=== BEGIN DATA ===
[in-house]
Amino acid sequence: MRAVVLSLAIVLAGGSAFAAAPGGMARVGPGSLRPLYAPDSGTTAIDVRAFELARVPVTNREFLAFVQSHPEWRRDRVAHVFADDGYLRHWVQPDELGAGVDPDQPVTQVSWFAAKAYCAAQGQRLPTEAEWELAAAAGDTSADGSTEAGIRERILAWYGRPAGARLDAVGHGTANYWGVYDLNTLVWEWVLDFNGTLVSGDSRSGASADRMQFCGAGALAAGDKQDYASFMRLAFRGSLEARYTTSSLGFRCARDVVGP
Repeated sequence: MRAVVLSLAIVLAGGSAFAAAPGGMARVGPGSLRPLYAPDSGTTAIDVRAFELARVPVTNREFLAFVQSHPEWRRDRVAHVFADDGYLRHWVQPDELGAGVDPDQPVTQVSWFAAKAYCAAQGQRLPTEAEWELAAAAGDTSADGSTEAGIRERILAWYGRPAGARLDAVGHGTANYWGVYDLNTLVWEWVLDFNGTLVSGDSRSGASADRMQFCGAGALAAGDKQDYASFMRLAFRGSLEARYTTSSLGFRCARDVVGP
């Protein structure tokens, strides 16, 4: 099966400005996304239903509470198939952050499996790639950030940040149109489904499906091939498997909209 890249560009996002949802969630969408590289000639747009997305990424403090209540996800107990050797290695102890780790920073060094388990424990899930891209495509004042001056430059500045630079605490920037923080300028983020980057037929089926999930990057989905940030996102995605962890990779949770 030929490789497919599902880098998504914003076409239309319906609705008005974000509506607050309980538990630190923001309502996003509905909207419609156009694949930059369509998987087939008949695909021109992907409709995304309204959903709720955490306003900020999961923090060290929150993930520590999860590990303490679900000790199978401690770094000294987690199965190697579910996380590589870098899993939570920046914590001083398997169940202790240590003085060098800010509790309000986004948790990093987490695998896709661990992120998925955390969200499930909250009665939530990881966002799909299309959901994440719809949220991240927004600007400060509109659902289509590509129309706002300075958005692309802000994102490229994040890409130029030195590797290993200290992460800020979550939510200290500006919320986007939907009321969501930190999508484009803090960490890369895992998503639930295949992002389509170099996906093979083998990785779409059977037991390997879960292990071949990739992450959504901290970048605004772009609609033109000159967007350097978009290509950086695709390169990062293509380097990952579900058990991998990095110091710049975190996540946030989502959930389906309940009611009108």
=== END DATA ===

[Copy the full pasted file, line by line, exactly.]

[in-house]
Amino acid sequence: MRAVVLSLAIVLAGGSAFAAAPGGMARVGPGSLRPLYAPDSGTTAIDVRAFELARVPVTNREFLAFVQSHPEWRRDRVAHVFADDGYLRHWVQPDELGAGVDPDQPVTQVSWFAAKAYCAAQGQRLPTEAEWELAAAAGDTSADGSTEAGIRERILAWYGRPAGARLDAVGHGTANYWGVYDLNTLVWEWVLDFNGTLVSGDSRSGASADRMQFCGAGALAAGDKQDYASFMRLAFRGSLEARYTTSSLGFRCARDVVGP
Repeated sequence: MRAVVLSLAIVLAGGSAFAAAPGGMARVGPGSLRPLYAPDSGTTAIDVRAFELARVPVTNREFLAFVQSHPEWRRDRVAHVFADDGYLRHWVQPDELGAGVDPDQPVTQVSWFAAKAYCAAQGQRLPTEAEWELAAAAGDTSADGSTEAGIRERILAWYGRPAGARLDAVGHGTANYWGVYDLNTLVWEWVLDFNGTLVSGDSRSGASADRMQFCGAGALAAGDKQDYASFMRLAFRGSLEARYTTSSLGFRCARDVVGP
């Protein structure tokens, strides 16, 4: 099966400005996304239903509470198939952050499996790639950030940040149109489904499906091939498997909209 890249560009996002949802969630969408590289000639747009997305990424403090209540996800107990050797290695102890780790920073060094388990424990899930891209495509004042001056430059500045630079605490920037923080300028983020980057037929089926999930990057989905940030996102995605962890990779949770 030929490789497919599902880098998504914003076409239309319906609705008005974000509506607050309980538990630190923001309502996003509905909207419609156009694949930059369509998987087939008949695909021109992907409709995304309204959903709720955490306003900020999961923090060290929150993930520590999860590990303490679900000790199978401690770094000294987690199965190697579910996380590589870098899993939570920046914590001083398997169940202790240590003085060098800010509790309000986004948790990093987490695998896709661990992120998925955390969200499930909250009665939530990881966002799909299309959901994440719809949220991240927004600007400060509109659902289509590509129309706002300075958005692309802000994102490229994040890409130029030195590797290993200290992460800020979550939510200290500006919320986007939907009321969501930190999508484009803090960490890369895992998503639930295949992002389509170099996906093979083998990785779409059977037991390997879960292990071949990739992450959504901290970048605004772009609609033109000159967007350097978009290509950086695709390169990062293509380097990952579900058990991998990095110091710049975190996540946030989502959930389906309940009611009108």